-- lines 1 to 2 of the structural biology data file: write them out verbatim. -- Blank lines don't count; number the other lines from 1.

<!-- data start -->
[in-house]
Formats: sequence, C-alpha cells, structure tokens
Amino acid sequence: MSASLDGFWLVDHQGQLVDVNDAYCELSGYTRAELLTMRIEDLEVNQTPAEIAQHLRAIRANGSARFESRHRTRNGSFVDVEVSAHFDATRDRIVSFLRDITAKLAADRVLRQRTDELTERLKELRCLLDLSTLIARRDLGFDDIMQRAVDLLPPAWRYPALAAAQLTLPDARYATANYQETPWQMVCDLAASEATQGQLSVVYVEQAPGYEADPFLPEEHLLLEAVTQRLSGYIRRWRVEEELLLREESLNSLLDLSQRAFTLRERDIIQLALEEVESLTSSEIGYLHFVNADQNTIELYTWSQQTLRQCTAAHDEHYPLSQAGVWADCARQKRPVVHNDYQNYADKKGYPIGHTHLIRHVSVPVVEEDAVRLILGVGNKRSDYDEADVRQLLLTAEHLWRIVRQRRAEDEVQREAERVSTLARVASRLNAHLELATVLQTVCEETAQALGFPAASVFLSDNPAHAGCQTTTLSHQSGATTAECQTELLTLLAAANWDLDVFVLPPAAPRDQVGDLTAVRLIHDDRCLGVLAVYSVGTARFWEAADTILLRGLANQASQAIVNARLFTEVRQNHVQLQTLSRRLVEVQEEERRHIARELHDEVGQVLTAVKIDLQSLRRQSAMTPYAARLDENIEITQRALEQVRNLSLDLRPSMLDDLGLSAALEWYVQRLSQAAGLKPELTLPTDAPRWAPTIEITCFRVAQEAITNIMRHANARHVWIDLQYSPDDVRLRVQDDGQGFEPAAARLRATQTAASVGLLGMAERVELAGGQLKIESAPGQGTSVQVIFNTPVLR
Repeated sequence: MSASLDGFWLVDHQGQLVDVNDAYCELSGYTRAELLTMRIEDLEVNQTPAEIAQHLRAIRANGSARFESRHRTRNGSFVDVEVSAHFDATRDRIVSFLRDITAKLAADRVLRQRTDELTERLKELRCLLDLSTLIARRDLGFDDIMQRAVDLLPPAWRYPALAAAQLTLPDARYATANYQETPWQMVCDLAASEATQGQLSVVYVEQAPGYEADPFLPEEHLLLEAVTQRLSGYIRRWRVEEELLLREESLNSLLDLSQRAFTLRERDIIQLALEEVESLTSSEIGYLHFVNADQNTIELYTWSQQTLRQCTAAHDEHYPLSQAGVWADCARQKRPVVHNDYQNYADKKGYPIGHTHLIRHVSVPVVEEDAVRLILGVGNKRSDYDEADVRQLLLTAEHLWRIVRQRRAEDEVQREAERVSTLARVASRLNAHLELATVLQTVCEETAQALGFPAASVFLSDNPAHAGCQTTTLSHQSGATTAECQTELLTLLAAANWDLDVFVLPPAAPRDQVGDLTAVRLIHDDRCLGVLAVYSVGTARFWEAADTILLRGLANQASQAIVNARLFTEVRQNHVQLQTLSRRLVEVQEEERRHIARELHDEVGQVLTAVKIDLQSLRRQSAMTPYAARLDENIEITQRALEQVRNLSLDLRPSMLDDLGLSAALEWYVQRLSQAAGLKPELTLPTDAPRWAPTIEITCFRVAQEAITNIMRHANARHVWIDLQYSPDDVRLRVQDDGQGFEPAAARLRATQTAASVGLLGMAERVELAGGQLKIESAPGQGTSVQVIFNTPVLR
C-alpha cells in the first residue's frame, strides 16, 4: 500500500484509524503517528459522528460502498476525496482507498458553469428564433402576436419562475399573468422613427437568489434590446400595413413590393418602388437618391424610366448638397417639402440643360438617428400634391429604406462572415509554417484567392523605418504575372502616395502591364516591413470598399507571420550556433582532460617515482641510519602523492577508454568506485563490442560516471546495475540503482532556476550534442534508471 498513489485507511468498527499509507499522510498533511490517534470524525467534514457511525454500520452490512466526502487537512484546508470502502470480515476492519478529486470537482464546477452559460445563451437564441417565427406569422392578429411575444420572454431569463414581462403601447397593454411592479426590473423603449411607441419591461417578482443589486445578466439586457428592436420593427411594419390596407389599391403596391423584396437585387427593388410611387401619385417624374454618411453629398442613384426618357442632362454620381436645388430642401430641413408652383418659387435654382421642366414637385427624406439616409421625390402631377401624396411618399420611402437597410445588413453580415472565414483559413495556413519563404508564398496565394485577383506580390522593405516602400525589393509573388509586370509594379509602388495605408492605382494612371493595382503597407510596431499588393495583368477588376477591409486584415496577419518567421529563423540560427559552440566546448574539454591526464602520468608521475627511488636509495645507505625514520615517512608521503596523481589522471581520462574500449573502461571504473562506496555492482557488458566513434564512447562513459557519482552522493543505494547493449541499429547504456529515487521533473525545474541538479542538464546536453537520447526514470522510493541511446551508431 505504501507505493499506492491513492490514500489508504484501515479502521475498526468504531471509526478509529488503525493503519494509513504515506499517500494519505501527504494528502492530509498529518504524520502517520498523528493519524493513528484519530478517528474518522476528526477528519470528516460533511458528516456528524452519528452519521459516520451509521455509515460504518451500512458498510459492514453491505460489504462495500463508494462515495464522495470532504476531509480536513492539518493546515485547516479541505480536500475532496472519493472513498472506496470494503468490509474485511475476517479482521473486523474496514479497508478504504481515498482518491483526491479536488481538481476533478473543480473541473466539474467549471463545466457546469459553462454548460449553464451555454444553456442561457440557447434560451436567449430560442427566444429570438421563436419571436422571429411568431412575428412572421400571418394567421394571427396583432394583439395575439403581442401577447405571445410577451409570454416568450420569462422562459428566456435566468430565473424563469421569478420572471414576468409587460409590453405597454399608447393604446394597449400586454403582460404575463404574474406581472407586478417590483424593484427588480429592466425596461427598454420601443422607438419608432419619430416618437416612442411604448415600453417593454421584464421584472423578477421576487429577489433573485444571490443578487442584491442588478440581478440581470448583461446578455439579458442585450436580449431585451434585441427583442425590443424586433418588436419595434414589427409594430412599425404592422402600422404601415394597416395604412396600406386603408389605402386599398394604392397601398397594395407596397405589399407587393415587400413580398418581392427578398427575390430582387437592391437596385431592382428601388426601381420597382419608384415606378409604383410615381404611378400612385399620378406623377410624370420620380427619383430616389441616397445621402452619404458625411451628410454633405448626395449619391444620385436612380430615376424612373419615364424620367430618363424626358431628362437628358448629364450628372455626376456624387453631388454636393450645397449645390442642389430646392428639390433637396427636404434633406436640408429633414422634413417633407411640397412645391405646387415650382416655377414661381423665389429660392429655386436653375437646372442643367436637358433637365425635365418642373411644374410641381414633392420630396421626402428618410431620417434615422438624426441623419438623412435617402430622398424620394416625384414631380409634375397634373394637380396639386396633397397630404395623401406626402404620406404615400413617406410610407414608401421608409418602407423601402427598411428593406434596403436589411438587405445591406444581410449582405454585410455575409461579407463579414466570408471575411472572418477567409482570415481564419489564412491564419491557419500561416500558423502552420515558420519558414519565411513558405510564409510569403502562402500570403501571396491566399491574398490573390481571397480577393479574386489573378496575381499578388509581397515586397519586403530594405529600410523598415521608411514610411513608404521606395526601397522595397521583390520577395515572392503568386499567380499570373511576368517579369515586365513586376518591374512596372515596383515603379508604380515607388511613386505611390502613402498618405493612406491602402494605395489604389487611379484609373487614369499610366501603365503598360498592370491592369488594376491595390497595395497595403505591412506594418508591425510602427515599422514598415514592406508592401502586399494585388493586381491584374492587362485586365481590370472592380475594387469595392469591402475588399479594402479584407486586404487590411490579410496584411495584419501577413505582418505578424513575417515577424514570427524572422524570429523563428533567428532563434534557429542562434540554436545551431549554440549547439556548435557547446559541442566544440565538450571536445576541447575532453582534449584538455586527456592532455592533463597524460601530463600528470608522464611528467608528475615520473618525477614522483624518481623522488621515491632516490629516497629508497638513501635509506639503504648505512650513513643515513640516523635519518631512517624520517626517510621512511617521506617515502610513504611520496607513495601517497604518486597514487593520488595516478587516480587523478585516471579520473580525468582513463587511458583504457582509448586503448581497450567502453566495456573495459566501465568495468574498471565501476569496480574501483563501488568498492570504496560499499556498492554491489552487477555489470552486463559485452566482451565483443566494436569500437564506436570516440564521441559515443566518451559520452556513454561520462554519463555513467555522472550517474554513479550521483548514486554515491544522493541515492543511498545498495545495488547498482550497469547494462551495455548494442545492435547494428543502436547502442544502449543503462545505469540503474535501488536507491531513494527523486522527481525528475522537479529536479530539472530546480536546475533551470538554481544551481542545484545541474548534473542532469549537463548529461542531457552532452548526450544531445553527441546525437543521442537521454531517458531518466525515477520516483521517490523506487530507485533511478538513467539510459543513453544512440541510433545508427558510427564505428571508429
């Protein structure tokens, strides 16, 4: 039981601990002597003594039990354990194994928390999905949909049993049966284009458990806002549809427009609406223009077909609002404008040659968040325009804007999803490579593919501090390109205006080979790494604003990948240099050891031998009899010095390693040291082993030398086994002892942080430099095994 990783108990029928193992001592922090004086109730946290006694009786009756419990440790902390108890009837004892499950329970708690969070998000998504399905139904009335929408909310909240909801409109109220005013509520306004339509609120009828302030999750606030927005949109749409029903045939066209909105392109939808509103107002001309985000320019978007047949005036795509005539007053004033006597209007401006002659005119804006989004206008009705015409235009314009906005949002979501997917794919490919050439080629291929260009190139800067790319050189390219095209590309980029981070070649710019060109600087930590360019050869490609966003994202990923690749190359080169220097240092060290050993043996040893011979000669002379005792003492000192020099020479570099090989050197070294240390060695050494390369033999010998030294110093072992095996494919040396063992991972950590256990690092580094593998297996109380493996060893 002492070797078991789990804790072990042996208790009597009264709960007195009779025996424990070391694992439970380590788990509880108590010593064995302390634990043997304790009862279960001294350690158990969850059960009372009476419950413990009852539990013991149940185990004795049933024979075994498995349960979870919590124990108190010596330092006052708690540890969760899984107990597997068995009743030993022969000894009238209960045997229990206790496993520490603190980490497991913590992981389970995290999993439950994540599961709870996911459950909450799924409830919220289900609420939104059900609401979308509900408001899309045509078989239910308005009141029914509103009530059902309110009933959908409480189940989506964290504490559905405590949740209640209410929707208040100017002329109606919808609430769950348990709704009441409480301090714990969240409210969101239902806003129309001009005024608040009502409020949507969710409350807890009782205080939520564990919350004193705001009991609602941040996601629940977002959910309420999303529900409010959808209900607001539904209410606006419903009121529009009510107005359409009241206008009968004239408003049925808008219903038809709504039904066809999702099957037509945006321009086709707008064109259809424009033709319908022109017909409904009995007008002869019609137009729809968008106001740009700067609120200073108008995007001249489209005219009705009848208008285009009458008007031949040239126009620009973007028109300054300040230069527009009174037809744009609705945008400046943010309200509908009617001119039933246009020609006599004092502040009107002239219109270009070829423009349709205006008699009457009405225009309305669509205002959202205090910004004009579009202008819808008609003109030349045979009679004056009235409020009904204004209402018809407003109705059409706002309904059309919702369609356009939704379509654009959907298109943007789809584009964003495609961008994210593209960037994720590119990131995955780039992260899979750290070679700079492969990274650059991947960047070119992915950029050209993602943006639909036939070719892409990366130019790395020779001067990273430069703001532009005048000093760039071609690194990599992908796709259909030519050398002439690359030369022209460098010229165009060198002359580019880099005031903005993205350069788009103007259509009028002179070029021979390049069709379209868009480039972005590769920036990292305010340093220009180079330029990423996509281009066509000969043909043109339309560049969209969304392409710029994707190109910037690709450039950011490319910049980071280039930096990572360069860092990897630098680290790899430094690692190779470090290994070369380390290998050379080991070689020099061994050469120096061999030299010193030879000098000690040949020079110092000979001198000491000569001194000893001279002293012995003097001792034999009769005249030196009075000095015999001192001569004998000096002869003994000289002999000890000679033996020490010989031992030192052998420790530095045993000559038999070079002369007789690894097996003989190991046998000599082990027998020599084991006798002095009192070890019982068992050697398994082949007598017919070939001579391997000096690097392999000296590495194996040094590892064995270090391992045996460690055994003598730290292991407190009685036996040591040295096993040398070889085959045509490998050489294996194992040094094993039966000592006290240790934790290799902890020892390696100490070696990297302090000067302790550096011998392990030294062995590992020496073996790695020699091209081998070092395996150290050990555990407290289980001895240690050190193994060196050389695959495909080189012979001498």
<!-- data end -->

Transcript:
[in-house]
Formats: sequence, C-alpha cells, structure tokens